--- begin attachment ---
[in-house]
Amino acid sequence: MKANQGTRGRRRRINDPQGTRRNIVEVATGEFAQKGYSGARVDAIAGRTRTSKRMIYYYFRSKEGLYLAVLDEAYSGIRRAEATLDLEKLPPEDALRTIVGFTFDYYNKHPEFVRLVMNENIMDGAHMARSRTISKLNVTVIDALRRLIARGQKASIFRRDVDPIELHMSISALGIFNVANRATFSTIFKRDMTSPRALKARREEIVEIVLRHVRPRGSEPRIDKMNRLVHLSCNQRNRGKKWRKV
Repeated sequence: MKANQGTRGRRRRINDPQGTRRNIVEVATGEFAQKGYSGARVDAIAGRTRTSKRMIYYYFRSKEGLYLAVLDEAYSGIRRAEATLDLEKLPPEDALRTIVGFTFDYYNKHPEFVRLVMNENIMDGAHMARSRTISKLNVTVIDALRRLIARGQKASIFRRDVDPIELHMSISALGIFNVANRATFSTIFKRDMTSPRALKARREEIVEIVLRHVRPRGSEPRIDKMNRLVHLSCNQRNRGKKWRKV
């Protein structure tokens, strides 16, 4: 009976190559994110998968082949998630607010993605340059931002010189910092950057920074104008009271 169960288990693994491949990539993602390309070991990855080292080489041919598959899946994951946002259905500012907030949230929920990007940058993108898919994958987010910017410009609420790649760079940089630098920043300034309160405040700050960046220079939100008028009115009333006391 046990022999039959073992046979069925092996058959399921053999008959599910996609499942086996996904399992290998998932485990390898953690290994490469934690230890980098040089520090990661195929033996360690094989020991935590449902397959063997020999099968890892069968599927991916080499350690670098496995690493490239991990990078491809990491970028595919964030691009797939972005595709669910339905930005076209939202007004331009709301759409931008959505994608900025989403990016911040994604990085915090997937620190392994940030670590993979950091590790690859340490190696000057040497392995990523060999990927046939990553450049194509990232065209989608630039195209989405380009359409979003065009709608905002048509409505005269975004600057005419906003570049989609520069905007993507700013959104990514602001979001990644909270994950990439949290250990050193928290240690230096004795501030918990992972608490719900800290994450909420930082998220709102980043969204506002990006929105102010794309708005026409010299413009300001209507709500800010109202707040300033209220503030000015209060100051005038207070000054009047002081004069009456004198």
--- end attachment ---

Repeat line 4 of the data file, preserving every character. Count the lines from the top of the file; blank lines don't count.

């Protein structure tokens, strides 16, 4: 009976190559994110998968082949998630607010993605340059931002010189910092950057920074104008009271 169960288990693994491949990539993602390309070991990855080292080489041919598959899946994951946002259905500012907030949230929920990007940058993108898919994958987010910017410009609420790649760079940089630098920043300034309160405040700050960046220079939100008028009115009333006391 046990022999039959073992046979069925092996058959399921053999008959599910996609499942086996996904399992290998998932485990390898953690290994490469934690230890980098040089520090990661195929033996360690094989020991935590449902397959063997020999099968890892069968599927991916080499350690670098496995690493490239991990990078491809990491970028595919964030691009797939972005595709669910339905930005076209939202007004331009709301759409931008959505994608900025989403990016911040994604990085915090997937620190392994940030670590993979950091590790690859340490190696000057040497392995990523060999990927046939990553450049194509990232065209989608630039195209989405380009359409979003065009709608905002048509409505005269975004600057005419906003570049989609520069905007993507700013959104990514602001979001990644909270994950990439949290250990050193928290240690230096004795501030918990992972608490719900800290994450909420930082998220709102980043969204506002990006929105102010794309708005026409010299413009300001209507709500800010109202707040300033209220503030000015209060100051005038207070000054009047002081004069009456004198």